Tobacco Bag Stringing and the Minimum Wage

On June 28, 1938, President Franklin D. Roosevelt signed into law the federal Fair Labor Standards Act, establishing a minimum wage of twenty-five cents an hour. This law threatened to disrupt the livelihood of home workers, whose activities were largely unregulated. Because tobacco bag stringers were paid based on how many bags they prepared rather than how many hours they worked, it was difficult to establish whether or not the bag stringers were receiving an hourly wage that met the new federal standards. With the rate of pay at around fifty cents for a thousand bags, it would be nearly impossible for tobacco bag stringers to earn enough to satisfy the requirements of the new law. Most earned on average between five and thirteen cents an hour.

Not long after the Fair Labor Standards Act was passed, the Virginia-Carolina Service Corporation, based in Richmond, began lobbying for an amendment to the act that would exempt home workers. The Service Corporation commissioned a report to argue for the vital importance of the income earned from tobacco bag stringing by many families in Virginia and North Carolina. The authors of the report solicited and published testimony from agents who distributed the bags and from local government officials. The bulk of the report contains photographs and descriptions of women and men who relied on tobacco bag stringing as a supplemental and, in some cases, a primary source of income. The authors interviewed 147 families, primarily in and around Wilkes and Rockingham Counties, North Carolina, and Richmond and South Richmond, Virginia.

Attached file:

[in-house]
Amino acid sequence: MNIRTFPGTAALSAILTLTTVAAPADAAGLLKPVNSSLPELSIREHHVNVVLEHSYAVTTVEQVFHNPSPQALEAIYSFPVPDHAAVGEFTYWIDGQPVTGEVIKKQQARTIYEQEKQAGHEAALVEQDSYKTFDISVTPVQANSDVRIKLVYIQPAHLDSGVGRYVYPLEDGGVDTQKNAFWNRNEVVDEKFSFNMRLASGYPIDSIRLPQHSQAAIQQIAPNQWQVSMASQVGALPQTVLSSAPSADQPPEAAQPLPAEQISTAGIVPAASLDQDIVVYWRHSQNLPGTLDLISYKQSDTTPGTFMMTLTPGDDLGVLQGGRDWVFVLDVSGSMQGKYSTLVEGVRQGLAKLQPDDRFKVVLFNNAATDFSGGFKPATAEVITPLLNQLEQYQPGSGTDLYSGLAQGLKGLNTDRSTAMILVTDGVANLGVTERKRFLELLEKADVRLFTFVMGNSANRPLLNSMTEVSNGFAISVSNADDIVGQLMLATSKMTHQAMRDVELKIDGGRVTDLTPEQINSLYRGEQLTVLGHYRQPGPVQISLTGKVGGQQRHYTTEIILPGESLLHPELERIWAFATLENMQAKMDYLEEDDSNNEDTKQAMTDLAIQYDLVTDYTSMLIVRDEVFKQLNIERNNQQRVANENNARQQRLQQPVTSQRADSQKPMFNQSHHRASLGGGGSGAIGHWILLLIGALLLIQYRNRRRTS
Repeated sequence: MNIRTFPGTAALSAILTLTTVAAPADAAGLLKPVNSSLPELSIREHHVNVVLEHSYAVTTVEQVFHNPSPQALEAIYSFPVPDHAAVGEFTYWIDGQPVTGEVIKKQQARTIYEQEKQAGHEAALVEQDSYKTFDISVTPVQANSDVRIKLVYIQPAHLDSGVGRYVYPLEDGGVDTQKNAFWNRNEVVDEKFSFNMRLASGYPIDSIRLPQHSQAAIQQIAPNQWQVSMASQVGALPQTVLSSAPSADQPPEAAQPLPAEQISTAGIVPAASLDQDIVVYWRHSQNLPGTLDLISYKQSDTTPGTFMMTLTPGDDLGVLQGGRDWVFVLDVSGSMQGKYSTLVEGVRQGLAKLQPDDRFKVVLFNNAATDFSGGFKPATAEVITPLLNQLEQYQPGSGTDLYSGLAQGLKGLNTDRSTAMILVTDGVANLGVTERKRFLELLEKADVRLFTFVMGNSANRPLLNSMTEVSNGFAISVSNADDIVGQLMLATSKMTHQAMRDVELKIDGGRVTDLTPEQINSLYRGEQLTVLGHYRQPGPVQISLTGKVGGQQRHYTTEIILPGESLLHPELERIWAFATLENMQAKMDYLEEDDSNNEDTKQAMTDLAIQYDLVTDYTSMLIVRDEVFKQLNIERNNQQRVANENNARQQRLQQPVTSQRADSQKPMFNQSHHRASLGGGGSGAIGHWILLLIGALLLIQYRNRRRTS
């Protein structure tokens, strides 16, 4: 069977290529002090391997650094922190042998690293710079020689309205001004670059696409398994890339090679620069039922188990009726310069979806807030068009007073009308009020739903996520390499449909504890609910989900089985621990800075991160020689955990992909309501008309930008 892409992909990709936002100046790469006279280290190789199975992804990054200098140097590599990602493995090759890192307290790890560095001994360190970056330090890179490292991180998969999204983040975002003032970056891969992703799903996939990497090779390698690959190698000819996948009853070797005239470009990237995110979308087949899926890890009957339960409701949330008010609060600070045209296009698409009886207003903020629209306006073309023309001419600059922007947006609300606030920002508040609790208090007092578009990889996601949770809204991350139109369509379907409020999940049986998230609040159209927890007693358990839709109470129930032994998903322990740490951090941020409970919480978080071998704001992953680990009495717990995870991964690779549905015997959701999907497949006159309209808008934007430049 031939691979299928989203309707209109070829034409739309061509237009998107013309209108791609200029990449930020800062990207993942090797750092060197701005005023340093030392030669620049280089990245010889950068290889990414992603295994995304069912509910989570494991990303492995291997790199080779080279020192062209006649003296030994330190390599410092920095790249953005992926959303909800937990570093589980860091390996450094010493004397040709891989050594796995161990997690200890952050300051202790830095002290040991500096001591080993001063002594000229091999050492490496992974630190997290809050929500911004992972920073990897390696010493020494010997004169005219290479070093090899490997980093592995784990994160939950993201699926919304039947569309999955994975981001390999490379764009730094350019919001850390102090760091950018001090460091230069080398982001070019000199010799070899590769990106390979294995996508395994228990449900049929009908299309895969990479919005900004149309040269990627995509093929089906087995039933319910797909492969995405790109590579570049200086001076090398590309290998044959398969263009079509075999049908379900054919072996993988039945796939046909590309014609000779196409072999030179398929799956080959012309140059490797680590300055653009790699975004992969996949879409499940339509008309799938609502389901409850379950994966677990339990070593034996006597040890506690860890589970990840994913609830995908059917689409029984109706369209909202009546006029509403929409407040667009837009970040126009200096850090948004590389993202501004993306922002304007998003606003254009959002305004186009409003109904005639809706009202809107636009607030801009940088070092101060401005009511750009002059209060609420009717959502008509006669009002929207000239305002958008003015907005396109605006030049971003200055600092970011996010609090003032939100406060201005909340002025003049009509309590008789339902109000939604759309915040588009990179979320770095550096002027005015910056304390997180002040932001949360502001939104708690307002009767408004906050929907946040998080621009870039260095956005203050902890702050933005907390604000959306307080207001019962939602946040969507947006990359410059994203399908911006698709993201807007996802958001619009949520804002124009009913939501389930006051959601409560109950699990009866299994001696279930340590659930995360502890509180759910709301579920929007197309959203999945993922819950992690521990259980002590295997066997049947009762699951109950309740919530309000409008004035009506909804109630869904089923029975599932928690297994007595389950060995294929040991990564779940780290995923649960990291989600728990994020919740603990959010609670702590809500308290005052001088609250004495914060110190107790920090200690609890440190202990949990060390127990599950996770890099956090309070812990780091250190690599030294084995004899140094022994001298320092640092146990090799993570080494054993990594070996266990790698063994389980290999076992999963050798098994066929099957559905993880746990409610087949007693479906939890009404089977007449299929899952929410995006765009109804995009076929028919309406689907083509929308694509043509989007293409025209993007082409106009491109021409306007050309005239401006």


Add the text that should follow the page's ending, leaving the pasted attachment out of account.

The completed "Report on Tobacco Bag Stringing Operations in North Carolina and Virginia" was produced in 1939. The short, factual sketches of tobacco bag stringers are similar to the life histories that were being prepared around the same time by writers for the Federal Writers' Project. The biographical notes discuss the health and living conditions of the bag stringers and list their current expenses in an effort to illustrate the importance of the income earned from tobacco bag stringing. Most of these profiles are accompanied by striking black and white photographs, many of which document the heartbreaking poverty in which so many of these people lived.

Suggestions for Further Reading

"American Life Histories: Manuscripts from the Federal Writers' Project, 1936-1940." American Memory, Library of Congress, http://memory.loc.gov/ammem/wpaintro/wpahome.html.
See especially the life histories for Mary Smith, The Dunnes, and East Durham.

Eileen Boris, Home to Work: Motherhood and the Politics of Industrial Homework in the United States. New York: Cambridge University Press, 1994.

Robert K. Heimann, Tobacco and Americans. New York: McGraw-Hill, 1960.

Joan M. Jensen, With These Hands: Women Working on the Land. Old Westbury, N.Y.: Feminist Press, 1981.

Ben F. Lemert, The Tobacco Manufacturing Industry in North Carolina. Raleigh, N.C.: National Youth Administration of North Carolina, 1939.

Nancy J. Martin-Perdue and Charles L. Perdue, Jr., Talk About Trouble: A New Deal Portrait of Virginians in the Great Depression. Chapel Hill: University of North Carolina Press, 1996.